I suspect most of us, certainly most clergy and religious, would say that they do their best to say ‘yes’ to God in any and every situation. Sometimes this leads to acts of great heroism. Unfortunately, it can also lead to exhaustion and burn-out. Learning to say ‘no’, or rather, when to say ‘no’ is more difficult because it presupposes discernment, only possible through prayer and reflection, and a genuine desire to do God’s will rather than one’s own. The trouble is, I think, that we tend to confuse God’s will with our own will and are often very happy to lose ourselves in some sort of ‘good’ activity rather than face the shocking hollowness within. Conversely, if someone is tired or strained, we exhort them to rest without necessarily thinking through whether it is possible for them to rest: the sacraments must still be celebrated, food prepared and eaten, and so on and so forth. We come back to the idea of discernment and taking responsibility for our decisions.
Discernment is not especially difficult, but it does presuppose our having a choice to make and the necessary intellectual and moral acumen to make it. Sometimes there is no choice. Civilians caught up in the horror that is Syria or subject to Boko Haram raids in Nigeria have no choice in the matter: they must endure as well as they can. We who do have choices can be curiously reluctant to take responsibility for them. We are unlikely to receive a voice from heaven telling us to do this rather than that (just as well, I’d run straight to the doctor if I were to receive any such message), and even in the most austere of monasteries, obedience is rarely reduced to the absurdity of ‘do this because I say so’. No, we make up our own minds and are expected to use all the gifts God has given us to choose wisely and well. It is easy just to follow what everyone else seems to be saying or doing, even in the Church; but that isn’t always right, and that is where discernment becomes more complicated. Learning to say ‘no’ can be a very lonely business — and it isn’t always the loneliness of the prophet we’d like it to be but simply the loneliness of the oddball, the one who doesn’t fit in, who sees differently.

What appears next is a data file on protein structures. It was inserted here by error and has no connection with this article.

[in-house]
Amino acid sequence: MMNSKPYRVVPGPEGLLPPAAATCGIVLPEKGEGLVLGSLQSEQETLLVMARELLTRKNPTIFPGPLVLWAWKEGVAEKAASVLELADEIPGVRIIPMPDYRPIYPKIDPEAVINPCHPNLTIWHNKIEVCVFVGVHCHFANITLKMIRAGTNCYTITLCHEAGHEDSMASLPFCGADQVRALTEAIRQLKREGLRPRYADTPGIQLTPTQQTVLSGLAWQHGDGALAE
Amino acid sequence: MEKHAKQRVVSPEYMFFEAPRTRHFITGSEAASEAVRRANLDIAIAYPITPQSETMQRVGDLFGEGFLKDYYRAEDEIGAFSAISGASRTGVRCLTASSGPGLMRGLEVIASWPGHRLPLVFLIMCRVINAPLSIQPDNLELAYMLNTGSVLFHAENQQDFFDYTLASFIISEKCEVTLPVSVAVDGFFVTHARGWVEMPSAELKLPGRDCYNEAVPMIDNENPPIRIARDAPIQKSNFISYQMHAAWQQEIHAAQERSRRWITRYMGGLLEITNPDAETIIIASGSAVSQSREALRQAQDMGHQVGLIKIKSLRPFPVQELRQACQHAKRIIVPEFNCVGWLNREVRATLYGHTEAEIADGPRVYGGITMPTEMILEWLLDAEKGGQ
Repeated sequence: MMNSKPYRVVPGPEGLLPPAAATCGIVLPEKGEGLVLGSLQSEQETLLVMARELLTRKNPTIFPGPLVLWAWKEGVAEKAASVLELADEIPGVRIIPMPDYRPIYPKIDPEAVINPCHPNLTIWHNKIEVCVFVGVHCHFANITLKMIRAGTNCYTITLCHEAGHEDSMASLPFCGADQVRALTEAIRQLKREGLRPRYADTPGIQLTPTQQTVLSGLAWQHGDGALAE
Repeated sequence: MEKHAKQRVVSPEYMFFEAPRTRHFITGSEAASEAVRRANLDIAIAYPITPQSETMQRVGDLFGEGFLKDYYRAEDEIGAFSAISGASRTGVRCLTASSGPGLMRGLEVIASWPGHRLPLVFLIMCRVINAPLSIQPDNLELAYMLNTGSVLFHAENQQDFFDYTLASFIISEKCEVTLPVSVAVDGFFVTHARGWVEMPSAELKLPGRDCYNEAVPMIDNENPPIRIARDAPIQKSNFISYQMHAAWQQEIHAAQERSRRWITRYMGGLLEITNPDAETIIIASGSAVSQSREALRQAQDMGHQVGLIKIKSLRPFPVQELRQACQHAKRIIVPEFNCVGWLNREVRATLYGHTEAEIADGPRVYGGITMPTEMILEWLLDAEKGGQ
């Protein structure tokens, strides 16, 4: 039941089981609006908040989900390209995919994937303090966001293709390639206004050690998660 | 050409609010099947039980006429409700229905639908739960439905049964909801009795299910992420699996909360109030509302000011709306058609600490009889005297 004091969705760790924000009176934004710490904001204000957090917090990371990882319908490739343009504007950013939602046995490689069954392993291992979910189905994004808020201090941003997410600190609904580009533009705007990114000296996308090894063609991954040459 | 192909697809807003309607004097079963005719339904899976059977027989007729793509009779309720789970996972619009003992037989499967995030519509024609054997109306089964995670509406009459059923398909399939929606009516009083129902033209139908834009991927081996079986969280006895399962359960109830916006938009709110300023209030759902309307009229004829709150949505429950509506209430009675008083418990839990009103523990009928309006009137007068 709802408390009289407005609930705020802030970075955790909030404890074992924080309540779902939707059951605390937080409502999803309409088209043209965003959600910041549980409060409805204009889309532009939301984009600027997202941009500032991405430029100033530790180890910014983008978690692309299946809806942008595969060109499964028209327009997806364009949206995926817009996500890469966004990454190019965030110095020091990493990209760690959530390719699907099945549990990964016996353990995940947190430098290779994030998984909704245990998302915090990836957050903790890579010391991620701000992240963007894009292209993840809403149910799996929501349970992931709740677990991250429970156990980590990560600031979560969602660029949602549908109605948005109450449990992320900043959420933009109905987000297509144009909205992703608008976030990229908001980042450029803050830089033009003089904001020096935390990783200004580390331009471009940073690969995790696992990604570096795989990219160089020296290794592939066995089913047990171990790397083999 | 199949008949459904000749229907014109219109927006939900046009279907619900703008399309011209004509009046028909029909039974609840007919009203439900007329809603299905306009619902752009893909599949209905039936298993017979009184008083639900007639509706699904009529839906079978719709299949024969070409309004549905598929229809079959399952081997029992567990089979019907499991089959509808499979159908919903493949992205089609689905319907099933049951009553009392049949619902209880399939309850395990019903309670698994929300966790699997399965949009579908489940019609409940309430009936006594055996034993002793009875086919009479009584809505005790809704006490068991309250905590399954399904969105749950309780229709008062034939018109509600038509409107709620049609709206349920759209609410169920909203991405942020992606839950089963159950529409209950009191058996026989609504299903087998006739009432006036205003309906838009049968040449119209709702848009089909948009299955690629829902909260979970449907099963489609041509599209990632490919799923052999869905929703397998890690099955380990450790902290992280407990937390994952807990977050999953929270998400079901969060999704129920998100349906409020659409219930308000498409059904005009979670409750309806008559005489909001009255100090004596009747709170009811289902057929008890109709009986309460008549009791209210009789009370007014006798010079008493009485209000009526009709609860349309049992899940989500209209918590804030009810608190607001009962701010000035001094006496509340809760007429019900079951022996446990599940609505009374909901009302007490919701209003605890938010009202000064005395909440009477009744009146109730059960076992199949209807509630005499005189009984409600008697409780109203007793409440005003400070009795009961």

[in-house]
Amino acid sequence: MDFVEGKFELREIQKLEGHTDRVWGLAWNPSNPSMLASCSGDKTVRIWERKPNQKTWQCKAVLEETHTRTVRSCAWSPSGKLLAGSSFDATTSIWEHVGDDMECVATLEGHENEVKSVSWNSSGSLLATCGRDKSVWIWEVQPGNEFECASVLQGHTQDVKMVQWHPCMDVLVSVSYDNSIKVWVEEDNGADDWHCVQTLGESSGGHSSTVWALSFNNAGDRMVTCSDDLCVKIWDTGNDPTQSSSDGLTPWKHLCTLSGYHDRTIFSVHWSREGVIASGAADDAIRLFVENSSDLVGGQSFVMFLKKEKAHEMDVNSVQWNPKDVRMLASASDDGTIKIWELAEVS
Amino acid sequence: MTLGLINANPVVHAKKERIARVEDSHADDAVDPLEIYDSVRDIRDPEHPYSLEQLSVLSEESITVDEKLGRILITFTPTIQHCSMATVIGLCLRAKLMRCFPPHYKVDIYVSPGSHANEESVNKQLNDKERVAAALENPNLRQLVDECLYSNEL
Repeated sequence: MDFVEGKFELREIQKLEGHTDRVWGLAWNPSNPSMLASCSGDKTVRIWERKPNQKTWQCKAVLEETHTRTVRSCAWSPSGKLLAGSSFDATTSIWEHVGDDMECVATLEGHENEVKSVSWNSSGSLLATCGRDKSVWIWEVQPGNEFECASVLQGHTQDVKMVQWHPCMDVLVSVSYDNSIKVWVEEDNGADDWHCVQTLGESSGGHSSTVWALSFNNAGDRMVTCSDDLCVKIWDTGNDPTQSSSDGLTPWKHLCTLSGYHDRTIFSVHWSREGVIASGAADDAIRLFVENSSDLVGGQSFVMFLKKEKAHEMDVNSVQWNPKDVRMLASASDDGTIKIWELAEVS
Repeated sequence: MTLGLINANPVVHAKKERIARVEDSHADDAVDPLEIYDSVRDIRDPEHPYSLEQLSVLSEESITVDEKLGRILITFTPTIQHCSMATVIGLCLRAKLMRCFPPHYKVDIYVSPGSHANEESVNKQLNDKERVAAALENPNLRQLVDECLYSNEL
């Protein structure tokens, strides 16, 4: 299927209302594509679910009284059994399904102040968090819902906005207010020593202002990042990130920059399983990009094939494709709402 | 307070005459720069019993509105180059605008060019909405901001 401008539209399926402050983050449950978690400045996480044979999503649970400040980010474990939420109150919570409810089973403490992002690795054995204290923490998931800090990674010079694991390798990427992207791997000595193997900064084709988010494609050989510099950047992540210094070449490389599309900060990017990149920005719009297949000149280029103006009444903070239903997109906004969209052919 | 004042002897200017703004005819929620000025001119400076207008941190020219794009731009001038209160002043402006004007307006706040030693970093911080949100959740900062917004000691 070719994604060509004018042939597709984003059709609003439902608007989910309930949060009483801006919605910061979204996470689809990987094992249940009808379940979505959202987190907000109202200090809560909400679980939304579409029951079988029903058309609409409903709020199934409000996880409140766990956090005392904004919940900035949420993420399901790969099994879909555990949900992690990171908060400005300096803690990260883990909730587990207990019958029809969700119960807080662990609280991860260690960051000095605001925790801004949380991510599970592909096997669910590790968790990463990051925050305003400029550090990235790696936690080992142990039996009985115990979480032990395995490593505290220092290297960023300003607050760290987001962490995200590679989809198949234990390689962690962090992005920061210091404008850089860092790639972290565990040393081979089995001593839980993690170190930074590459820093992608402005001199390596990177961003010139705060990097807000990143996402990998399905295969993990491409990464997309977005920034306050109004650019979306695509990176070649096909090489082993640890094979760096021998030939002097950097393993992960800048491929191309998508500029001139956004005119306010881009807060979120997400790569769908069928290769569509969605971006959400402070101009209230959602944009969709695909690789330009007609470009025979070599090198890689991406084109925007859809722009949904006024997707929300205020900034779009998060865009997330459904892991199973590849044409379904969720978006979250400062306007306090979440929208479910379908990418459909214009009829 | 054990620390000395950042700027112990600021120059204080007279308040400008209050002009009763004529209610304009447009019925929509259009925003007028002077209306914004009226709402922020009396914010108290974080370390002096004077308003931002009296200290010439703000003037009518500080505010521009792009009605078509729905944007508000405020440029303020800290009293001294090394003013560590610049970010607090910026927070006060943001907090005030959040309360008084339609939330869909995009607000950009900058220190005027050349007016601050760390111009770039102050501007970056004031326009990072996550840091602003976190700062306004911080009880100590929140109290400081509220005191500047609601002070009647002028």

Many people are confident that their vision of the Church is the correct one, indeed the only one tenable. Others are sure that they must do this or that if they are to be truly Christian (it is even worse when they assume that of others, too). To cut through all this we need, as I said, to pray perseveringly, ask ourselves what is really required, and be prepared to accept the consequences. I have recently adopted a much tougher stance with the enquiries we receive at the monastery. I haven’t the energy I used to have, so I do the best I can with what I can rather than struggling to reply to every one. Occasionally, I feel guilty, because I know that I am probably missing something important, but I have to remember I am not the only person involved. Learning to say ‘no’ is not merely good for our physical and mental health; it is also good for our spiritual health. It reminds us that God is in charge, not us; that it is what he wills, rather than what we think he should will, that ultimately matters.